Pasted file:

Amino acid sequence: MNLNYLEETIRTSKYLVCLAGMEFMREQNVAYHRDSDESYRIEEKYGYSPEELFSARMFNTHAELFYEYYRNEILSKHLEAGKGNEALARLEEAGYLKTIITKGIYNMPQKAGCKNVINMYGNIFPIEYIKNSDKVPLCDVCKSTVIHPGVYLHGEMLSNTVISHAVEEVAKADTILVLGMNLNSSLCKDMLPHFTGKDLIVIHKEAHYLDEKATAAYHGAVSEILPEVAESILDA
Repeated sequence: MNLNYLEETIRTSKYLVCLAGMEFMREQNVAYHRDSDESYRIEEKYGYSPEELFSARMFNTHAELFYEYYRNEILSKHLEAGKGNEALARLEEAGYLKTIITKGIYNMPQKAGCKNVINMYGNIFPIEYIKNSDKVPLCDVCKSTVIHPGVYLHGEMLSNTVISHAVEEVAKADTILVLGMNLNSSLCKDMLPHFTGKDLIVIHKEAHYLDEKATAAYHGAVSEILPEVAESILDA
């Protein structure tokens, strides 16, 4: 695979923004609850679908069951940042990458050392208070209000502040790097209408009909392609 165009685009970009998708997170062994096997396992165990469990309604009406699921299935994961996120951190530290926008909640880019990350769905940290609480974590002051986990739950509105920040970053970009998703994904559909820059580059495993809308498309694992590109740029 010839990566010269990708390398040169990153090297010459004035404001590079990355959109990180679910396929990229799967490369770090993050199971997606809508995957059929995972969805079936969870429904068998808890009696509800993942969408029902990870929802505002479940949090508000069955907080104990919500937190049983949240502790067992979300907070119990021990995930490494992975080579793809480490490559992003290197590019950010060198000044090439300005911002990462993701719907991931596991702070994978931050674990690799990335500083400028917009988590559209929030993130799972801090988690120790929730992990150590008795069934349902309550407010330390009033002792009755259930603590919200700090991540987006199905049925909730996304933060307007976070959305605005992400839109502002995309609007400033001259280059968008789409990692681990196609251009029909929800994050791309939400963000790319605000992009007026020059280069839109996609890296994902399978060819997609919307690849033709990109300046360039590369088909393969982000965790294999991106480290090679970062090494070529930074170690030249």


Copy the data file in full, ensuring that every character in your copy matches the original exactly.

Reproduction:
Amino acid sequence: MNLNYLEETIRTSKYLVCLAGMEFMREQNVAYHRDSDESYRIEEKYGYSPEELFSARMFNTHAELFYEYYRNEILSKHLEAGKGNEALARLEEAGYLKTIITKGIYNMPQKAGCKNVINMYGNIFPIEYIKNSDKVPLCDVCKSTVIHPGVYLHGEMLSNTVISHAVEEVAKADTILVLGMNLNSSLCKDMLPHFTGKDLIVIHKEAHYLDEKATAAYHGAVSEILPEVAESILDA
Repeated sequence: MNLNYLEETIRTSKYLVCLAGMEFMREQNVAYHRDSDESYRIEEKYGYSPEELFSARMFNTHAELFYEYYRNEILSKHLEAGKGNEALARLEEAGYLKTIITKGIYNMPQKAGCKNVINMYGNIFPIEYIKNSDKVPLCDVCKSTVIHPGVYLHGEMLSNTVISHAVEEVAKADTILVLGMNLNSSLCKDMLPHFTGKDLIVIHKEAHYLDEKATAAYHGAVSEILPEVAESILDA
């Protein structure tokens, strides 16, 4: 695979923004609850679908069951940042990458050392208070209000502040790097209408009909392609 165009685009970009998708997170062994096997396992165990469990309604009406699921299935994961996120951190530290926008909640880019990350769905940290609480974590002051986990739950509105920040970053970009998703994904559909820059580059495993809308498309694992590109740029 010839990566010269990708390398040169990153090297010459004035404001590079990355959109990180679910396929990229799967490369770090993050199971997606809508995957059929995972969805079936969870429904068998808890009696509800993942969408029902990870929802505002479940949090508000069955907080104990919500937190049983949240502790067992979300907070119990021990995930490494992975080579793809480490490559992003290197590019950010060198000044090439300005911002990462993701719907991931596991702070994978931050674990690799990335500083400028917009988590559209929030993130799972801090988690120790929730992990150590008795069934349902309550407010330390009033002792009755259930603590919200700090991540987006199905049925909730996304933060307007976070959305605005992400839109502002995309609007400033001259280059968008789409990692681990196609251009029909929800994050791309939400963000790319605000992009007026020059280069839109996609890296994902399978060819997609919307690849033709990109300046360039590369088909393969982000965790294999991106480290090679970062090494070529930074170690030249």